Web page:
Sauvignon Blanc has a style ranging from simple to complex and really delivers on every level

Sauvignon Blanc has a style ranging from simple to complex and really delivers on every level

Panel Talk

“Sauvignon blanc has a style ranging from simple to complex and really delivers on every level

Steve Melchiskey founded import company USA Wine West in 1996 to offer a platform for suppliers in need of logistics and compliance services, brand management and other handling requirements across the complex US market. A judge at the Concours Mondial du Sauvignon, Steve offers some unique insight into the way the varietal is perceived in the United States.

Through the Sauvignon blanc programmes you work on, how would you describe the varietal’s current position in the US market?

The great thing about Sauvignon blanc is that it’s a beautiful grape and it’s got a style that’s hitting the current tastes in the US. People started to move away from Chardonnay – and trust me, Chardonnay is still the king – but they began to turn to wines that have a little more clarity of fruit flavour, a little more stainless steel orientation on the finish, and a clean finish. People turned to Pinot grigio a lot for quite a while and it became a thing. Sauvignon blanc offers that same kind of desirable neutrality, if you will, in that clean way but then it adds some very interesting complex flavours, aromas. It takes what people like about Pinot grigio and it gives them something more interesting. It’s become a real thing in the US, it’s kind of taken over.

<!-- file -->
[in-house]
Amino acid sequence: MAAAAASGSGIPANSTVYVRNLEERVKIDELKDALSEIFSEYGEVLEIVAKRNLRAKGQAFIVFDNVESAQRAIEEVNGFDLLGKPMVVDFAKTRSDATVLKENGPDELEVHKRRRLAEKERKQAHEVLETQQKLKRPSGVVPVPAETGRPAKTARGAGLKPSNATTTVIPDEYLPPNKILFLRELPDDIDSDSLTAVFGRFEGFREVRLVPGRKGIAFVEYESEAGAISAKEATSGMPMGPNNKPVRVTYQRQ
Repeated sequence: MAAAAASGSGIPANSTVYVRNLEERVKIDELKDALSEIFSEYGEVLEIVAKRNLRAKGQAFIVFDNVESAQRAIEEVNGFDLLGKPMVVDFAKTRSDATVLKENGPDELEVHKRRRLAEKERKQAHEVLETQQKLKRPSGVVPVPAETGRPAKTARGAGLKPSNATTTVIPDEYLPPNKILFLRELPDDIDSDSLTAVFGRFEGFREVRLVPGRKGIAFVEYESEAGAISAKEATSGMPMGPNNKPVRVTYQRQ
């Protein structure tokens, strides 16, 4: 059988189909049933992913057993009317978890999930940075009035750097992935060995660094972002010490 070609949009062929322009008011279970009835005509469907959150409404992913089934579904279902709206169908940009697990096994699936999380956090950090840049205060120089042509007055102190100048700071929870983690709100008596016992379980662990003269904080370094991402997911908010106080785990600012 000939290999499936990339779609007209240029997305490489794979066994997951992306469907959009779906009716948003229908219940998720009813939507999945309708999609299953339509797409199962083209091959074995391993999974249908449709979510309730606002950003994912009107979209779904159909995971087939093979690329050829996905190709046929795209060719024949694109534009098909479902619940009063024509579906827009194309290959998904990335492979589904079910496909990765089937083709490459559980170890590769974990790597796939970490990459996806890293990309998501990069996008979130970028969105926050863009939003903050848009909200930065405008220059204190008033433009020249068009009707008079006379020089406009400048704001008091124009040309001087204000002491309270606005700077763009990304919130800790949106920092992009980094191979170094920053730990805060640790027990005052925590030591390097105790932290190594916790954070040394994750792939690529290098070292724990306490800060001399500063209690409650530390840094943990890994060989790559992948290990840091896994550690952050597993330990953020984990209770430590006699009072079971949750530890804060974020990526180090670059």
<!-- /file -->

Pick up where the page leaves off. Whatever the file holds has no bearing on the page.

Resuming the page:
“Sauvignon blanc takes what people like about Pinot grigio and it gives them something more interesting”

What particular styles would you say are the most popular currently?

What is incredible is that New Zealand, with a third of the hectares that Australia has with its really modern culture of Sauvignon blanc to all intents and purposes, is a bigger exporter to the US than all of Australia. I think New Zealand is what really brought Sauvignon blanc into the US consciousness. Sauvignon blanc was grown in California and Robert Mondavi was having trouble selling it in the 1960s. People at the time were drinking Pouilly Fumé from France – that was the big thing, the sophisticated drink of the time. So he renamed Sauvignon blanc Fumé Blanc and the wine took off. Similarly, today I think that the New Zealand Sauvignon blanc style really awakened the US consumer consciousness to the beauties of the varietal. The lychee, spicy, jalapeno, magnolia scents – it became a really interesting varietal for people.

How is New Zealand faring currently?